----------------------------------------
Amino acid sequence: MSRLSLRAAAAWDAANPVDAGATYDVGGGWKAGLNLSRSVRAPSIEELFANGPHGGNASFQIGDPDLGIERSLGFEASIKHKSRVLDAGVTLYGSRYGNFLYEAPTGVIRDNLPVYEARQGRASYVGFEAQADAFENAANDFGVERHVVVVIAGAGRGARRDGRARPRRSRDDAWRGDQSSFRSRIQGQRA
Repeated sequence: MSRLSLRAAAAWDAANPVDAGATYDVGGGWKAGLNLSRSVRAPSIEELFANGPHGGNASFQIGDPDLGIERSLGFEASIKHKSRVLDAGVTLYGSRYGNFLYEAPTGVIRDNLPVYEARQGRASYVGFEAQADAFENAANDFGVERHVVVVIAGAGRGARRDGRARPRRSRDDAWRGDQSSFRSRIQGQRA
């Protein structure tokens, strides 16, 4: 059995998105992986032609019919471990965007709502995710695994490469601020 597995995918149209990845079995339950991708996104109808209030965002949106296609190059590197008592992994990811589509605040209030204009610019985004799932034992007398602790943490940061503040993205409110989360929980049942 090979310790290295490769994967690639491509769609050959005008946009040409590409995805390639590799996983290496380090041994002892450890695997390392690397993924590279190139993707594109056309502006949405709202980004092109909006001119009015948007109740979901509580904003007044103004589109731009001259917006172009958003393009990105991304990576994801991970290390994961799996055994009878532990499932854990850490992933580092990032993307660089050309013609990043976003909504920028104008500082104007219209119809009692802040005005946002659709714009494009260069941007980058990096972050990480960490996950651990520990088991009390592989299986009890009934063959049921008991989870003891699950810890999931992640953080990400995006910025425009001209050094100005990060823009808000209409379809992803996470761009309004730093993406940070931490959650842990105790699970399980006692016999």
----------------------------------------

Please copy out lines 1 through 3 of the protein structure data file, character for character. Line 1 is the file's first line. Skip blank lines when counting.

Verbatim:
Amino acid sequence: MSRLSLRAAAAWDAANPVDAGATYDVGGGWKAGLNLSRSVRAPSIEELFANGPHGGNASFQIGDPDLGIERSLGFEASIKHKSRVLDAGVTLYGSRYGNFLYEAPTGVIRDNLPVYEARQGRASYVGFEAQADAFENAANDFGVERHVVVVIAGAGRGARRDGRARPRRSRDDAWRGDQSSFRSRIQGQRA
Repeated sequence: MSRLSLRAAAAWDAANPVDAGATYDVGGGWKAGLNLSRSVRAPSIEELFANGPHGGNASFQIGDPDLGIERSLGFEASIKHKSRVLDAGVTLYGSRYGNFLYEAPTGVIRDNLPVYEARQGRASYVGFEAQADAFENAANDFGVERHVVVVIAGAGRGARRDGRARPRRSRDDAWRGDQSSFRSRIQGQRA
């Protein structure tokens, strides 16, 4: 059995998105992986032609019919471990965007709502995710695994490469601020 597995995918149209990845079995339950991708996104109808209030965002949106296609190059590197008592992994990811589509605040209030204009610019985004799932034992007398602790943490940061503040993205409110989360929980049942 090979310790290295490769994967690639491509769609050959005008946009040409590409995805390639590799996983290496380090041994002892450890695997390392690397993924590279190139993707594109056309502006949405709202980004092109909006001119009015948007109740979901509580904003007044103004589109731009001259917006172009958003393009990105991304990576994801991970290390994961799996055994009878532990499932854990850490992933580092990032993307660089050309013609990043976003909504920028104008500082104007219209119809009692802040005005946002659709714009494009260069941007980058990096972050990480960490996950651990520990088991009390592989299986009890009934063959049921008991989870003891699950810890999931992640953080990400995006910025425009001209050094100005990060823009808000209409379809992803996470761009309004730093993406940070931490959650842990105790699970399980006692016999």